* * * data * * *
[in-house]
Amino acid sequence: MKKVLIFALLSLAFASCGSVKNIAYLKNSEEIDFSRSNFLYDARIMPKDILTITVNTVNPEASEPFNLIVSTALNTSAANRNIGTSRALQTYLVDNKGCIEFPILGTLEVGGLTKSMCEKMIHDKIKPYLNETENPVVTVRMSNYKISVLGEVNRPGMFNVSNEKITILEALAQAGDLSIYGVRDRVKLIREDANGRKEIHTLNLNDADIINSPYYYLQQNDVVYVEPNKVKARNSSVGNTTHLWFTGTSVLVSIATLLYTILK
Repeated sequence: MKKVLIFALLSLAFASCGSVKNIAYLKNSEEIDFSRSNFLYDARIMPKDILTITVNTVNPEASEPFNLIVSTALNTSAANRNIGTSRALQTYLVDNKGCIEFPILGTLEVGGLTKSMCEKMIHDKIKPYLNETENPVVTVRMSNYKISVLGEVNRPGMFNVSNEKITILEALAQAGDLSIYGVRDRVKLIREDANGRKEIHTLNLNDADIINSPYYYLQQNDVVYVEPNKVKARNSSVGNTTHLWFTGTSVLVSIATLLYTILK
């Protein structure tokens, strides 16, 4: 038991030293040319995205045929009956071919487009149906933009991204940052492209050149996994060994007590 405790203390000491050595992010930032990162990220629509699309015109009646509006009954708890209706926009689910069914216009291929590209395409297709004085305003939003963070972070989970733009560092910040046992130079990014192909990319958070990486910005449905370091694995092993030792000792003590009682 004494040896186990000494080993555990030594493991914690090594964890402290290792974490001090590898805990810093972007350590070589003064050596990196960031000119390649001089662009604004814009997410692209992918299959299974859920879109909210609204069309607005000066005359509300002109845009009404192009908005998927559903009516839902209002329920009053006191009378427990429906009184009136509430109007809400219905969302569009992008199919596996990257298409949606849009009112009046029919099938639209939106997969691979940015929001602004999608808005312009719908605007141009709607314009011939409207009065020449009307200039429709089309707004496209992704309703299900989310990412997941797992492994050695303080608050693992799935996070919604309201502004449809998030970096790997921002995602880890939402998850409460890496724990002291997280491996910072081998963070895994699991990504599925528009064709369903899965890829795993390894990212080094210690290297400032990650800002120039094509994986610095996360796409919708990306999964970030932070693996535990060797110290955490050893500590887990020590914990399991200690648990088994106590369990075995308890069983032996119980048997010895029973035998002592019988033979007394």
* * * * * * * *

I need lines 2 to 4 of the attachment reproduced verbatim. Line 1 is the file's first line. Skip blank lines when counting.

Amino acid sequence: MKKVLIFALLSLAFASCGSVKNIAYLKNSEEIDFSRSNFLYDARIMPKDILTITVNTVNPEASEPFNLIVSTALNTSAANRNIGTSRALQTYLVDNKGCIEFPILGTLEVGGLTKSMCEKMIHDKIKPYLNETENPVVTVRMSNYKISVLGEVNRPGMFNVSNEKITILEALAQAGDLSIYGVRDRVKLIREDANGRKEIHTLNLNDADIINSPYYYLQQNDVVYVEPNKVKARNSSVGNTTHLWFTGTSVLVSIATLLYTILK
Repeated sequence: MKKVLIFALLSLAFASCGSVKNIAYLKNSEEIDFSRSNFLYDARIMPKDILTITVNTVNPEASEPFNLIVSTALNTSAANRNIGTSRALQTYLVDNKGCIEFPILGTLEVGGLTKSMCEKMIHDKIKPYLNETENPVVTVRMSNYKISVLGEVNRPGMFNVSNEKITILEALAQAGDLSIYGVRDRVKLIREDANGRKEIHTLNLNDADIINSPYYYLQQNDVVYVEPNKVKARNSSVGNTTHLWFTGTSVLVSIATLLYTILK
């Protein structure tokens, strides 16, 4: 038991030293040319995205045929009956071919487009149906933009991204940052492209050149996994060994007590 405790203390000491050595992010930032990162990220629509699309015109009646509006009954708890209706926009689910069914216009291929590209395409297709004085305003939003963070972070989970733009560092910040046992130079990014192909990319958070990486910005449905370091694995092993030792000792003590009682 004494040896186990000494080993555990030594493991914690090594964890402290290792974490001090590898805990810093972007350590070589003064050596990196960031000119390649001089662009604004814009997410692209992918299959299974859920879109909210609204069309607005000066005359509300002109845009009404192009908005998927559903009516839902209002329920009053006191009378427990429906009184009136509430109007809400219905969302569009992008199919596996990257298409949606849009009112009046029919099938639209939106997969691979940015929001602004999608808005312009719908605007141009709607314009011939409207009065020449009307200039429709089309707004496209992704309703299900989310990412997941797992492994050695303080608050693992799935996070919604309201502004449809998030970096790997921002995602880890939402998850409460890496724990002291997280491996910072081998963070895994699991990504599925528009064709369903899965890829795993390894990212080094210690290297400032990650800002120039094509994986610095996360796409919708990306999964970030932070693996535990060797110290955490050893500590887990020590914990399991200690648990088994106590369990075995308890069983032996119980048997010895029973035998002592019988033979007394």